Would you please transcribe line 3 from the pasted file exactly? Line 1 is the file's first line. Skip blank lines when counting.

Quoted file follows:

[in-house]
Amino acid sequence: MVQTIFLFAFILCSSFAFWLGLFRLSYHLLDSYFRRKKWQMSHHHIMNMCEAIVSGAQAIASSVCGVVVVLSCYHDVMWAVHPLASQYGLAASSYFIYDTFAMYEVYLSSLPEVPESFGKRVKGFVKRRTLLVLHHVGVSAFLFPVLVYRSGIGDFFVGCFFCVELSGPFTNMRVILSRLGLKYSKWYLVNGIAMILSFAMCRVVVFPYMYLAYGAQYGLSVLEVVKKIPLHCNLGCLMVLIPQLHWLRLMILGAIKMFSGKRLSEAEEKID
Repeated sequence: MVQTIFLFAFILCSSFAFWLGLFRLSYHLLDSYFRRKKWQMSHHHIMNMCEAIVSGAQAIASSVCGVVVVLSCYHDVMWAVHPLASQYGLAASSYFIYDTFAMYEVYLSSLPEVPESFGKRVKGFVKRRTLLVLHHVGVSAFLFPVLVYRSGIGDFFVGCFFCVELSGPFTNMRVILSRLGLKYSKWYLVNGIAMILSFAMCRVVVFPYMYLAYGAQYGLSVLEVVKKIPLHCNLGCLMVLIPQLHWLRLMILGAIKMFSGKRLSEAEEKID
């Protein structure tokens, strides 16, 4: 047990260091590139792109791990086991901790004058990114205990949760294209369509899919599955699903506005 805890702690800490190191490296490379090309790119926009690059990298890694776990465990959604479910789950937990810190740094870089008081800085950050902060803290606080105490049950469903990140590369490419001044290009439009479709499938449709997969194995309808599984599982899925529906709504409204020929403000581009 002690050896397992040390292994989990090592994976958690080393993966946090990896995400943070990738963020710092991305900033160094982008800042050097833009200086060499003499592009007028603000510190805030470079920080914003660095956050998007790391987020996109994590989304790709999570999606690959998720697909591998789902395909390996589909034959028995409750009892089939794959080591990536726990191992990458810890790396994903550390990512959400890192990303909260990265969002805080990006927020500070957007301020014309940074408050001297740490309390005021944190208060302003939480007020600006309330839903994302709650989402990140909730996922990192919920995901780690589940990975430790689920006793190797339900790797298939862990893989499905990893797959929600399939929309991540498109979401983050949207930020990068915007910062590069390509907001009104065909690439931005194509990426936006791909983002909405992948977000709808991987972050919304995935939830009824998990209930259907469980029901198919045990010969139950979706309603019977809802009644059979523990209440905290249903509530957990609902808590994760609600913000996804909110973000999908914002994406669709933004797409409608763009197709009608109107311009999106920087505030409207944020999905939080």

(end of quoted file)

Repeated sequence: MVQTIFLFAFILCSSFAFWLGLFRLSYHLLDSYFRRKKWQMSHHHIMNMCEAIVSGAQAIASSVCGVVVVLSCYHDVMWAVHPLASQYGLAASSYFIYDTFAMYEVYLSSLPEVPESFGKRVKGFVKRRTLLVLHHVGVSAFLFPVLVYRSGIGDFFVGCFFCVELSGPFTNMRVILSRLGLKYSKWYLVNGIAMILSFAMCRVVVFPYMYLAYGAQYGLSVLEVVKKIPLHCNLGCLMVLIPQLHWLRLMILGAIKMFSGKRLSEAEEKID